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The Forrás Folk Dance Ensemble is an amateur folk dance ensemble based since 1985 in the town of Százhalombatta, Hungary (home also to a huge oil refinery). Százhalombatta has been hosting an international folk dance festival for years. In 2013 Forrás was invited to tour in Mexico. They performed in Monterrey and other cities. Support for the tour came from: City of Százhalombatta, Balog Zoltán and the Hungarian Human Resources Ministry, the public education and folk arts sector of the National Cultural Fund, City of Ercsi, Beke Busz Kft. Report by director of the group, Szigetvári József.

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Bede-Fazekas Zsolt’s story Part I – Zsolt was born in 1961 in Győr, Hungary. He worked as an actor and theatre director in Győr until the end of the 1980s. Starting from the beginning of the 1980s, the Hungarian secret police began a sequence of surveillance and intimidation because of his alleged anti government type activities. He was threatened and forced to spy on his friends. Finally at the end of the ‘80s he and his wife defected. From Austria, they emigrated to Canada and then settled in Toronto, where they still live and Zsolt has a Hungarian language radio program, Hungarian bookstore and often invites Hungarians to perform in Toronto. As told to Kóka Rozália.

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An evening of Foltin Jolán’s choreography was held at Budapest’s National Dance Theatre on December 21st, 2013, in celebration of her 70th birthday. It was a retrospective of some of the best choreographies, which included folk dance, dance theatre productions and pieces for children, that she has done over the years for the Honvéd and Bihari ensembles. Names of the works performed: Harangok (Bells), Asszonyok könyve (Women’s Book), Kőműves Kelemenné (Ballad of Mrs. Kőműves), Egy régi kertben (In an Old Garden), Inferno, Gyerektánc (Children’s Dance). By Novák Ferenc, first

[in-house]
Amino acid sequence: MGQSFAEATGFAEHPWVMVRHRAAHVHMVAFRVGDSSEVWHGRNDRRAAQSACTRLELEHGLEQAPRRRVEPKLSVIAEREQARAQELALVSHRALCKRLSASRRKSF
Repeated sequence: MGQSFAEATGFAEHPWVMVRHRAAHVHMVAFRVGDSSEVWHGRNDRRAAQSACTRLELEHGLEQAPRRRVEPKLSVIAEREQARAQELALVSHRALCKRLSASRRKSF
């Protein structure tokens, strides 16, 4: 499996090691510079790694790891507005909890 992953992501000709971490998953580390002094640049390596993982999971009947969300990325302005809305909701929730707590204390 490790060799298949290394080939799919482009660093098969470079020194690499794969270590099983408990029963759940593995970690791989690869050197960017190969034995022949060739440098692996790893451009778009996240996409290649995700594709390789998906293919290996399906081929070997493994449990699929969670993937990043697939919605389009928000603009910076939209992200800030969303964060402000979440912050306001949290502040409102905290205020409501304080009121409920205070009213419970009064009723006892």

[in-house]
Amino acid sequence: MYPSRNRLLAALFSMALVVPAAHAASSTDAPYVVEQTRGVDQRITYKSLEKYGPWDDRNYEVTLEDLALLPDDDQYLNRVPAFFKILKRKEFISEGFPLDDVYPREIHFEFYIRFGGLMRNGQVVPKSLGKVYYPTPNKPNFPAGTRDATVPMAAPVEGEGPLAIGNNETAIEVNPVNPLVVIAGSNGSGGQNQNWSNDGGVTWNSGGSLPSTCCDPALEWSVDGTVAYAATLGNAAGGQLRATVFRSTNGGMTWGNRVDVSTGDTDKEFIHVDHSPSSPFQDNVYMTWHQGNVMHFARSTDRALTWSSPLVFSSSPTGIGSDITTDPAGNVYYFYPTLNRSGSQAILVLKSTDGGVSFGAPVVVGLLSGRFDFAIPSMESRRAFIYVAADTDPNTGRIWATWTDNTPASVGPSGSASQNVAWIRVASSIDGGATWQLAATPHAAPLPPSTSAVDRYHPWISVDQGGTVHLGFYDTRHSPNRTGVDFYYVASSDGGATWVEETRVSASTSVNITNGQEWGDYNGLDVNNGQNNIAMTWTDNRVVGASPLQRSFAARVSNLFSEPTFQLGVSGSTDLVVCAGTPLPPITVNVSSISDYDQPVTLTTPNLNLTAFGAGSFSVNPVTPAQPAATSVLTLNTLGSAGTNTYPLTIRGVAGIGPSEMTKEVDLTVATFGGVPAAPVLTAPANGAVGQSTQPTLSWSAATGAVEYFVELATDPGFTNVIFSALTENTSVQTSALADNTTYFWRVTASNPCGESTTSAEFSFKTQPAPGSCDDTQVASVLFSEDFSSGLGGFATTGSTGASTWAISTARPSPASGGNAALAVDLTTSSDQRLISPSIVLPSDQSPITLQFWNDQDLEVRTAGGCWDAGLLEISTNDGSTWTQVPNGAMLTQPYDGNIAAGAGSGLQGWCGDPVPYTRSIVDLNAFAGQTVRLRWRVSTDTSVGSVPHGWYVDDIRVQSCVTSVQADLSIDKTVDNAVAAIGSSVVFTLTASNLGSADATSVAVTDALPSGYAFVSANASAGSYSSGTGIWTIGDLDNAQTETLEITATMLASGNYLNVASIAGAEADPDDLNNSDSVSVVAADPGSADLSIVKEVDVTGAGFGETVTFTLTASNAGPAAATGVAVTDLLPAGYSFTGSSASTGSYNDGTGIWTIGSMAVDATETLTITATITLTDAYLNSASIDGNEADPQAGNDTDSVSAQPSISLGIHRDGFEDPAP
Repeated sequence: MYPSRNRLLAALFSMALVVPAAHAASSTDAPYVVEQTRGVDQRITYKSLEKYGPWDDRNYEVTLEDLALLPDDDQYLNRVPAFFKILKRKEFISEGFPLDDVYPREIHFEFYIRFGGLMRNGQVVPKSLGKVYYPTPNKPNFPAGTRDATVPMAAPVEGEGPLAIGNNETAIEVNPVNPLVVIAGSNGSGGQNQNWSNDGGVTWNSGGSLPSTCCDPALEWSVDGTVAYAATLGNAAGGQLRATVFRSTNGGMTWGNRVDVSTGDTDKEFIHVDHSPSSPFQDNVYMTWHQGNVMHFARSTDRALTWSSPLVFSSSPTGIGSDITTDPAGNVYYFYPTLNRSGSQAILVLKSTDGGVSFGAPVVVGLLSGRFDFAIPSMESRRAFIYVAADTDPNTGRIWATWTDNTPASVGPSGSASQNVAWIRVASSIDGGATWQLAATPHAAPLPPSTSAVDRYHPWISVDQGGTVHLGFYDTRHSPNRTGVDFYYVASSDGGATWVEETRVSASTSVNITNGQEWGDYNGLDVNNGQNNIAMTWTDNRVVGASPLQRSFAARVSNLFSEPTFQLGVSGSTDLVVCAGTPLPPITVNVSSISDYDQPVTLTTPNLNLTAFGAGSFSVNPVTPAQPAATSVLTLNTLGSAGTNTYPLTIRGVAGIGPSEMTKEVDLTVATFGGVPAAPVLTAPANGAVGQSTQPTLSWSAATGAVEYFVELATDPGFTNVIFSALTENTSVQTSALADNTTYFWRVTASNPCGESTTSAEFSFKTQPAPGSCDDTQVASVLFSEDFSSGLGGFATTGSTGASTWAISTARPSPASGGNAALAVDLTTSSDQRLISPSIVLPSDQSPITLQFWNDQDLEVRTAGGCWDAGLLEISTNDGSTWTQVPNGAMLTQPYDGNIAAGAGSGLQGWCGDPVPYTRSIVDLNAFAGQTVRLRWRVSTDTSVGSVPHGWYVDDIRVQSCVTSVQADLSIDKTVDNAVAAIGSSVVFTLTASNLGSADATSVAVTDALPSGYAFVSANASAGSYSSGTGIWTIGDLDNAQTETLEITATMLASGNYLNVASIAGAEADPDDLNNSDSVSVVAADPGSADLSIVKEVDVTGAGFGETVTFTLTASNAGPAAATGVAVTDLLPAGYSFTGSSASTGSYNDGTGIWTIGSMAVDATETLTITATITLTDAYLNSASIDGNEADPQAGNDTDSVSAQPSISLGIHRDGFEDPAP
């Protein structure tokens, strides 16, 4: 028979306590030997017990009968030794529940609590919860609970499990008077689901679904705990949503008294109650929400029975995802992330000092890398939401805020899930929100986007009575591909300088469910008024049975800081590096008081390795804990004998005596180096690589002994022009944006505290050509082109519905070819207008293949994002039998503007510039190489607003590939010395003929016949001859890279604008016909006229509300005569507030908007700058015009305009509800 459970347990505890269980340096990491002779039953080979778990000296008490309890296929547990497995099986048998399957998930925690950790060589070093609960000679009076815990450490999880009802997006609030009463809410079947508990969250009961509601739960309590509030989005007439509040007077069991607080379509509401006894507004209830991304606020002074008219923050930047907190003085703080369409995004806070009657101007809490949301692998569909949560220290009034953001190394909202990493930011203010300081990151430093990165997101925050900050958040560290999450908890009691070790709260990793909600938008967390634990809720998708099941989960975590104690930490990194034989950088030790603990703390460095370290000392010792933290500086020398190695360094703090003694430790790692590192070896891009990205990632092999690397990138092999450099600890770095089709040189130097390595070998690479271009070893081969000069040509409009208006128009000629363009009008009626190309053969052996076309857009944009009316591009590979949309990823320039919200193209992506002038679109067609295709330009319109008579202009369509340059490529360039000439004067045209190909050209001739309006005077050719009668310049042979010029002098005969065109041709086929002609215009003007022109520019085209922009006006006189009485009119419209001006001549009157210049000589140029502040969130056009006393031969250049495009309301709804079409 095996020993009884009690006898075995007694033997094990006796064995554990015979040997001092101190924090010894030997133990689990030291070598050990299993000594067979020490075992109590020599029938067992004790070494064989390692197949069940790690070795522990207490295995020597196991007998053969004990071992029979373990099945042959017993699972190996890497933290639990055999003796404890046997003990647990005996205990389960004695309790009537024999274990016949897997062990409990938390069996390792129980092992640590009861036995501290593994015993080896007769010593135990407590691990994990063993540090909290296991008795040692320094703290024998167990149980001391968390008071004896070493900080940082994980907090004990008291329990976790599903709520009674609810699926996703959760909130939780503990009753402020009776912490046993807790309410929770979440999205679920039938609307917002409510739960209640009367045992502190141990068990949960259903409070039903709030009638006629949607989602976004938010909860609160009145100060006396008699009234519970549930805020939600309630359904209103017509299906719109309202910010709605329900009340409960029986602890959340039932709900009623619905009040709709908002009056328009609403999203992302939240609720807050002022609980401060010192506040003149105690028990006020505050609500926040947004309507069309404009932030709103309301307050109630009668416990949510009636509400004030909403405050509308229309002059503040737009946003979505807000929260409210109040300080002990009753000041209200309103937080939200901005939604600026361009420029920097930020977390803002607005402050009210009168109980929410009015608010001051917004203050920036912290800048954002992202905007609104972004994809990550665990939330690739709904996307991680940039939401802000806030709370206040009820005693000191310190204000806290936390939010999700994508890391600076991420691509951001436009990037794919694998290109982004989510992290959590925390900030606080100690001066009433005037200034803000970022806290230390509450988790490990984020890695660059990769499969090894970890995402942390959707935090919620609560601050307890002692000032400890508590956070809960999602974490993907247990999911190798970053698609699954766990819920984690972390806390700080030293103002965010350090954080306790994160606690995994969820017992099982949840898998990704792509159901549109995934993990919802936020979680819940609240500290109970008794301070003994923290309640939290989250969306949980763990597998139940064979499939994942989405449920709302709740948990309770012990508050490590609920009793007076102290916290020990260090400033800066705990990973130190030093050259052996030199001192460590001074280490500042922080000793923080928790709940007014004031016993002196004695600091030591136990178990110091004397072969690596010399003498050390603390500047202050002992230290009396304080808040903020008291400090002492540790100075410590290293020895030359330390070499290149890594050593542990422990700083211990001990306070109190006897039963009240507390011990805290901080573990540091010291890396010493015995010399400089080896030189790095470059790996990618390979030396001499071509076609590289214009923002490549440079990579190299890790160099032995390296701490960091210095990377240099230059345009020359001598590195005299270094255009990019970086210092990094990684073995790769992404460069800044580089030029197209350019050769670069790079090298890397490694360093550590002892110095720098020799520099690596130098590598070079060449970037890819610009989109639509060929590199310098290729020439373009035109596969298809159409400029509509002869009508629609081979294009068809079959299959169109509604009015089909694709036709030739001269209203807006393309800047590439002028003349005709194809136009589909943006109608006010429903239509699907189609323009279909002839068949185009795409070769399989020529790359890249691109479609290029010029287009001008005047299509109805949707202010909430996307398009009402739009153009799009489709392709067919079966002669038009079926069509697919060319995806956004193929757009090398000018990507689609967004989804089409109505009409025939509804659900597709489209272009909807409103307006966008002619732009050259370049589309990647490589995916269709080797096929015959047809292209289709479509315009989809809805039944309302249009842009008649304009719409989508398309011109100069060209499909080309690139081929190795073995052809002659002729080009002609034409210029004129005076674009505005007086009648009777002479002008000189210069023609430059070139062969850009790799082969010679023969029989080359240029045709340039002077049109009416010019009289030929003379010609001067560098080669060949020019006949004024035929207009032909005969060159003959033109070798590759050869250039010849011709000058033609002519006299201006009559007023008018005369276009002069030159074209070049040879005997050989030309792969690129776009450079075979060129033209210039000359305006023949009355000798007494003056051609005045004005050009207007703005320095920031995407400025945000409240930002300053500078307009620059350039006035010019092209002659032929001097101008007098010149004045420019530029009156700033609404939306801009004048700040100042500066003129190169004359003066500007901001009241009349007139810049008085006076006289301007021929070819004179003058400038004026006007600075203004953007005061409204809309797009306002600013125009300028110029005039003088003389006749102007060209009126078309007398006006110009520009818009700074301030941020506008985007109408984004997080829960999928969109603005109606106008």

published in A Tekintet. 2014/1. Budapest.

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A story about resisting temptation that plays out in a village between a young mother and the unlucky batchelor who lived next door. Another selection from Kocsis Rózsi’s memoires (born in Szék 1932/died 1999), published by Juhos Kiss Sándor, Juhos-Kiss János.

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Czingel László 1944–2014: A productive life. A key figure and contributor to the Hungarian folk dance movement in Slovakia, he was active from the 60’s on – as folk dance choreographer, dance ensemble director, events, festival and workshop organizer, folk dance researcher in Hungarian communities in Slovakia. By Takács András.